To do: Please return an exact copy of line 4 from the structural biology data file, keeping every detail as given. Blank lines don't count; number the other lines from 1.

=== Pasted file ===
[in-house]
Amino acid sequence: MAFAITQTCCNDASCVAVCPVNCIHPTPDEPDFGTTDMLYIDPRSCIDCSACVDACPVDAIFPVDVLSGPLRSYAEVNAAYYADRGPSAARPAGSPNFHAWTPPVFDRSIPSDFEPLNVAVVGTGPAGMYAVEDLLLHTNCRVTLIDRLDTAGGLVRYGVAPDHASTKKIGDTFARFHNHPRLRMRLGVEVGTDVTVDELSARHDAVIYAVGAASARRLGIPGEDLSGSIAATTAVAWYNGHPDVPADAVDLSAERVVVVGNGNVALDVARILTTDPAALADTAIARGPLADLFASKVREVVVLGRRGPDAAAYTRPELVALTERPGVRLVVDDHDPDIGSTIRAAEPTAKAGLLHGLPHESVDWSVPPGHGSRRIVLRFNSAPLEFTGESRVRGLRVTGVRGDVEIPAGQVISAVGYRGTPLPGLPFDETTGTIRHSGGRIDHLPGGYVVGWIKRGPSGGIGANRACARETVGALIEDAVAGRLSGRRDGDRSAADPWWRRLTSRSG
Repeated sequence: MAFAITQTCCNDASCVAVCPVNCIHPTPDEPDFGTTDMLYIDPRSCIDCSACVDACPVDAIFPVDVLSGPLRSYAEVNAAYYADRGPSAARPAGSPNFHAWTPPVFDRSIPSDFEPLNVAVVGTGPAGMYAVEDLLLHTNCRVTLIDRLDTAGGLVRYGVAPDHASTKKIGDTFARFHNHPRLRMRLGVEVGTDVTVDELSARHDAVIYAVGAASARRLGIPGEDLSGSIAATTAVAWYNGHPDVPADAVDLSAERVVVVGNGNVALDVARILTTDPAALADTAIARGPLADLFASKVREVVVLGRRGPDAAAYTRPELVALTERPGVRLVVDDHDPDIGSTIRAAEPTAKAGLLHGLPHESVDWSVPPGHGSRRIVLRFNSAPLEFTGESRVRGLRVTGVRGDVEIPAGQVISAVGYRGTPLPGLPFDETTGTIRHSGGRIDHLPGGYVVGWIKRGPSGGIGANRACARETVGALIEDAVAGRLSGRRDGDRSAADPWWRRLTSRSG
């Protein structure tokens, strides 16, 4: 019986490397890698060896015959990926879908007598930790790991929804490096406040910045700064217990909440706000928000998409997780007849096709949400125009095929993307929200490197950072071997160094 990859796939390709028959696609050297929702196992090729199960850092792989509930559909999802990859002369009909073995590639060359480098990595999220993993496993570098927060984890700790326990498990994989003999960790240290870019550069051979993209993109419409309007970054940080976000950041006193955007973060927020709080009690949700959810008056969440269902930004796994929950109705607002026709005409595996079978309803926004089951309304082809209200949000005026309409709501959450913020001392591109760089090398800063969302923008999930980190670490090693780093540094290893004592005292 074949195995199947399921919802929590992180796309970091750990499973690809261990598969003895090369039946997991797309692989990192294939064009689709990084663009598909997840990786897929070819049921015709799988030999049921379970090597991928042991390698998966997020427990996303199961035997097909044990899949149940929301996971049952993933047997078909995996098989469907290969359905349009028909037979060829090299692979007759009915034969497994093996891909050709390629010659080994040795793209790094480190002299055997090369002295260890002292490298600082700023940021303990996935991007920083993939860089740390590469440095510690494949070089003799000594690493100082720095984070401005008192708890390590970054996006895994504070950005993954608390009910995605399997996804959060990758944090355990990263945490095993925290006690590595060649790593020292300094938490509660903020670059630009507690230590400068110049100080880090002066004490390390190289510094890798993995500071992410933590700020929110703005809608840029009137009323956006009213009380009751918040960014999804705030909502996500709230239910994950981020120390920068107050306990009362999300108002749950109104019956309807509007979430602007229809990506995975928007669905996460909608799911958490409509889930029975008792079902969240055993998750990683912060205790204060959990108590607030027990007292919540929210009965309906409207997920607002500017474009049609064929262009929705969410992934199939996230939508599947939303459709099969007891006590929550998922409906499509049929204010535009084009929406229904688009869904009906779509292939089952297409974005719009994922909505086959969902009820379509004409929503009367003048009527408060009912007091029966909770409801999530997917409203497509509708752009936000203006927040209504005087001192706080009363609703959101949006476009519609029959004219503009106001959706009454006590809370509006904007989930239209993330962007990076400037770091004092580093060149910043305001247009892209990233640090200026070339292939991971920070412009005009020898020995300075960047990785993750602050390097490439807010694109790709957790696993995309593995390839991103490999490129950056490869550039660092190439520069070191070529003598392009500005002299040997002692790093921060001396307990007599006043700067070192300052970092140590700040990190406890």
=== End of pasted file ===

């Protein structure tokens, strides 16, 4: 019986490397890698060896015959990926879908007598930790790991929804490096406040910045700064217990909440706000928000998409997780007849096709949400125009095929993307929200490197950072071997160094 990859796939390709028959696609050297929702196992090729199960850092792989509930559909999802990859002369009909073995590639060359480098990595999220993993496993570098927060984890700790326990498990994989003999960790240290870019550069051979993209993109419409309007970054940080976000950041006193955007973060927020709080009690949700959810008056969440269902930004796994929950109705607002026709005409595996079978309803926004089951309304082809209200949000005026309409709501959450913020001392591109760089090398800063969302923008999930980190670490090693780093540094290893004592005292 074949195995199947399921919802929590992180796309970091750990499973690809261990598969003895090369039946997991797309692989990192294939064009689709990084663009598909997840990786897929070819049921015709799988030999049921379970090597991928042991390698998966997020427990996303199961035997097909044990899949149940929301996971049952993933047997078909995996098989469907290969359905349009028909037979060829090299692979007759009915034969497994093996891909050709390629010659080994040795793209790094480190002299055997090369002295260890002292490298600082700023940021303990996935991007920083993939860089740390590469440095510690494949070089003799000594690493100082720095984070401005008192708890390590970054996006895994504070950005993954608390009910995605399997996804959060990758944090355990990263945490095993925290006690590595060649790593020292300094938490509660903020670059630009507690230590400068110049100080880090002066004490390390190289510094890798993995500071992410933590700020929110703005809608840029009137009323956006009213009380009751918040960014999804705030909502996500709230239910994950981020120390920068107050306990009362999300108002749950109104019956309807509007979430602007229809990506995975928007669905996460909608799911958490409509889930029975008792079902969240055993998750990683912060205790204060959990108590607030027990007292919540929210009965309906409207997920607002500017474009049609064929262009929705969410992934199939996230939508599947939303459709099969007891006590929550998922409906499509049929204010535009084009929406229904688009869904009906779509292939089952297409974005719009994922909505086959969902009820379509004409929503009367003048009527408060009912007091029966909770409801999530997917409203497509509708752009936000203006927040209504005087001192706080009363609703959101949006476009519609029959004219503009106001959706009454006590809370509006904007989930239209993330962007990076400037770091004092580093060149910043305001247009892209990233640090200026070339292939991971920070412009005009020898020995300075960047990785993750602050390097490439807010694109790709957790696993995309593995390839991103490999490129950056490869550039660092190439520069070191070529003598392009500005002299040997002692790093921060001396307990007599006043700067070192300052970092140590700040990190406890």